After learning about the parts of our body that control speech, my student practiced finding “bumps/stutters” (the word used will be determined by the age of the child, and his feelings about the word “stutter”) in my speech. I read passages, gave directions, and told stories inserting purposeful stutters into my speech. Every time he heard a stutter, he was instructed to yell out “stutter!”.
The reason for identifying stutters? It is important that the child know what he is working on. If he cannot identify a stutter in others, he probably cannot identify it in himself. He just knows he has problems talking, but doesn’t know why. If he cannot identify a stutter in himself, he cannot work on changing the stutter and relaxing. (Please note that these therapy techniques are not appropriate for preschool age children who will often grow out of stuttering and do not have the same levels of awareness and control that older children have.).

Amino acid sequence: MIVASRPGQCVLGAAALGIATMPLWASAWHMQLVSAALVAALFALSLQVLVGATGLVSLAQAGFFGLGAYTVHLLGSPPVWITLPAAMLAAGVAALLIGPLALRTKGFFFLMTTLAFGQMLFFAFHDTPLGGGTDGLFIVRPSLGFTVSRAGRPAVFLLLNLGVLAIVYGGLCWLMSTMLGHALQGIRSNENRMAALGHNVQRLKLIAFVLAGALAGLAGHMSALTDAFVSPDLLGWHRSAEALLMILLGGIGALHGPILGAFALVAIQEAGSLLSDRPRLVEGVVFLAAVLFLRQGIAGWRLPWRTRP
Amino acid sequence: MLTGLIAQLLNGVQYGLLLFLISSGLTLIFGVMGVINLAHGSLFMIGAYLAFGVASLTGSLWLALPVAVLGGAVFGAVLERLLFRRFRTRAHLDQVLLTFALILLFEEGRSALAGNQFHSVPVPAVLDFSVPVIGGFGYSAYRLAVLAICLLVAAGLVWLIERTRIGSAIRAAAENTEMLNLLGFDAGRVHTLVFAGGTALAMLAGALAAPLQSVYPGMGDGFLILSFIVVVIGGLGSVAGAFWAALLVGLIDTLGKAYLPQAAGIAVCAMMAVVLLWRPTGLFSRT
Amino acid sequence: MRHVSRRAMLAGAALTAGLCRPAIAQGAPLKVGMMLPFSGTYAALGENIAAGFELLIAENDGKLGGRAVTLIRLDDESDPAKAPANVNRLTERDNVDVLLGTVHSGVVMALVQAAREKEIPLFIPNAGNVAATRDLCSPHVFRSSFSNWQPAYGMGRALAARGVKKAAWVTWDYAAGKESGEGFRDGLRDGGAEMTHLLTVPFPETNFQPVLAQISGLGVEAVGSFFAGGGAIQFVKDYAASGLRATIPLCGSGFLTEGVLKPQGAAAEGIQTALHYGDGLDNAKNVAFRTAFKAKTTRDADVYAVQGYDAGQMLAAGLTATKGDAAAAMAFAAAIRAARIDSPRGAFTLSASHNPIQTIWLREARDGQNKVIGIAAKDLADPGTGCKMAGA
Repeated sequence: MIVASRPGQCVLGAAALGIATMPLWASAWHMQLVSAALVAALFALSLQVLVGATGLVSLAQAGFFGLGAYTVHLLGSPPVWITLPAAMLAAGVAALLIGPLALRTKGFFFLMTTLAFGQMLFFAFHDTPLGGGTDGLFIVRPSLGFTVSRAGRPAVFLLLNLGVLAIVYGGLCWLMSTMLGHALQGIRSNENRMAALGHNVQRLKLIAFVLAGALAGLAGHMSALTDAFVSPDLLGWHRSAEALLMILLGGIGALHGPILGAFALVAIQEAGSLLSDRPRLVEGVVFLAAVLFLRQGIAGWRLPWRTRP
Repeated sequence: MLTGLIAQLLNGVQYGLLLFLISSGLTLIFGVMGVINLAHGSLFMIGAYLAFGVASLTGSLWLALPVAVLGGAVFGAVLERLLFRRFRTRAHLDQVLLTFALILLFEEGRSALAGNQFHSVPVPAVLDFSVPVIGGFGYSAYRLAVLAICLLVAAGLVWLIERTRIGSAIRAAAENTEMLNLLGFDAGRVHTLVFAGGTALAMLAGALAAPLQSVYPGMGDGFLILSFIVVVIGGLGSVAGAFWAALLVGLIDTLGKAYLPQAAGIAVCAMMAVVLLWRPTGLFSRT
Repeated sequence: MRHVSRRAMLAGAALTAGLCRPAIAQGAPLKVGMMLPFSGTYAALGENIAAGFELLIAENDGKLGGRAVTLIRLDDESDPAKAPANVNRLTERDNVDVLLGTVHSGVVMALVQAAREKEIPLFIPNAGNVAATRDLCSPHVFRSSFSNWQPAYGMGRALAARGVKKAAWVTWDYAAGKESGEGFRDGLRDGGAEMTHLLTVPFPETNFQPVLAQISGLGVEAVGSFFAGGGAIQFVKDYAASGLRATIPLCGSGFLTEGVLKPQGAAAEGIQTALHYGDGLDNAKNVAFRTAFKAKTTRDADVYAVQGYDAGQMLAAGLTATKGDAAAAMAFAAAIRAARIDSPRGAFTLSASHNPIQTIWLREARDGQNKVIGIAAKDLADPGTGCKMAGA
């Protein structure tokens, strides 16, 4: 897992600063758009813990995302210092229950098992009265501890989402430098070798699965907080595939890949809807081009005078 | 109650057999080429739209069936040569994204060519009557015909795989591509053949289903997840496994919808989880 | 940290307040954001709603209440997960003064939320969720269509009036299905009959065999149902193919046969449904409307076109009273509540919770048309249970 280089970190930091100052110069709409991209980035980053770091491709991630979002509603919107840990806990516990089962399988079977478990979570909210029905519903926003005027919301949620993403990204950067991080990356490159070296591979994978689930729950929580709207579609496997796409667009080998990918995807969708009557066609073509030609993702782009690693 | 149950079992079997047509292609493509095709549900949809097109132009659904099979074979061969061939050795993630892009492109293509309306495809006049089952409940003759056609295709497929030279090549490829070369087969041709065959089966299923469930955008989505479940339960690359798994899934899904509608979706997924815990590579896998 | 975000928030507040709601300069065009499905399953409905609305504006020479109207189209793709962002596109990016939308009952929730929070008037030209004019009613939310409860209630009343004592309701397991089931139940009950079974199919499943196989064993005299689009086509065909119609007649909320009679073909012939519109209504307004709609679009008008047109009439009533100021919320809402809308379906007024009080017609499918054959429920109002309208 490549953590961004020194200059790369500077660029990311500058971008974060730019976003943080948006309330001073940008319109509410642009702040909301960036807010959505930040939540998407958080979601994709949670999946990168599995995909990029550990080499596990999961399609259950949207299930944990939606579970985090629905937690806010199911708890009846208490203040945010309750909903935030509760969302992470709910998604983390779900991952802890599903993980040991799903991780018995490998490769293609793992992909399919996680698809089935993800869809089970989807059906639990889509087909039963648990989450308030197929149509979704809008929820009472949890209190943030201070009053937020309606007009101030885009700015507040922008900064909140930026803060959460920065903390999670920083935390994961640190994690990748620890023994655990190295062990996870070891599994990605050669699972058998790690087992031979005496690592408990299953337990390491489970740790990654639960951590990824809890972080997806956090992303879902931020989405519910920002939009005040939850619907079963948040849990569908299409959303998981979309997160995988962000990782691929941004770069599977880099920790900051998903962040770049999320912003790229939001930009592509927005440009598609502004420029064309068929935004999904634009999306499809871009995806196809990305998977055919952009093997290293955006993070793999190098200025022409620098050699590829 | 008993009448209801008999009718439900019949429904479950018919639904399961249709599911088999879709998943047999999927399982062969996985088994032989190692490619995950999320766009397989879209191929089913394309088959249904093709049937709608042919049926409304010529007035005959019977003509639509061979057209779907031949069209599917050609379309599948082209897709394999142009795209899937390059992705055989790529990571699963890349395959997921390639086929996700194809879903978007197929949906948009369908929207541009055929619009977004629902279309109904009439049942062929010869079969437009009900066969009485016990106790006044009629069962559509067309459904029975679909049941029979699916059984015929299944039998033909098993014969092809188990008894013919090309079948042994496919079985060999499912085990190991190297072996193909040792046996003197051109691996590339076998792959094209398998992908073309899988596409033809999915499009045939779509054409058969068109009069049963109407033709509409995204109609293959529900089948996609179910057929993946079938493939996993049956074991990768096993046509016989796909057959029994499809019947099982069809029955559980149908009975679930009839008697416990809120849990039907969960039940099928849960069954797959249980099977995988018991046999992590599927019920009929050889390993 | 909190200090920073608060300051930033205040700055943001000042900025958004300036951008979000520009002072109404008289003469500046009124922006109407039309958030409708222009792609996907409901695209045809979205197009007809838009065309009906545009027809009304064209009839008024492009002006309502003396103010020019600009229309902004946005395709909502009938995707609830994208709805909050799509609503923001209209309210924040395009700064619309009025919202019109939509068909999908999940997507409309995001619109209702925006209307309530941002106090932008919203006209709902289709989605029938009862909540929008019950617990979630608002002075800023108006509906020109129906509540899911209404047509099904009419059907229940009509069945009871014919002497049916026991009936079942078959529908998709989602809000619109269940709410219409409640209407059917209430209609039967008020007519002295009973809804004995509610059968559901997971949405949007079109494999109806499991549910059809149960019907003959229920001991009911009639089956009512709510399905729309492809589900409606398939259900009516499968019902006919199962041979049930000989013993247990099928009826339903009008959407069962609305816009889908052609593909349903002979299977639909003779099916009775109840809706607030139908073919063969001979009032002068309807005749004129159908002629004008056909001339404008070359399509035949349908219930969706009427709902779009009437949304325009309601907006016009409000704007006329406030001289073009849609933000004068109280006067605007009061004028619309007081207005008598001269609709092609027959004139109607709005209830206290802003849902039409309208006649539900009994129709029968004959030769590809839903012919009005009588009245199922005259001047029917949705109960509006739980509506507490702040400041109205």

Once my student was identifying all of my purposeful stutters, his job was learn the difference between tight/hard and loose/easy stutters. We practiced first with our fists.
A tight stutter was produced while I squeezed my fist. When holding a pencil, it felt like the pencil would snap.
A tight stutter includes a very tight jaw/lips/tongue, air flow blockage, and possible strain on the face. “p- p- p- encil”.
A loose stutter was produced along with a very loosely held fist. It was so loose that the pencils we tried to hold fell right through our fists.
A loose stutter involves a loose jaw, lots of air, breathiness, and ease. “puuuuuuuuuuh-encil”
My student’s next task was to not only identify stutters in my speech, but also report whether they were tight or loose stutters. Initially this was tricky, but he soon got the hang of it and could correctly determine what I was demonstrating.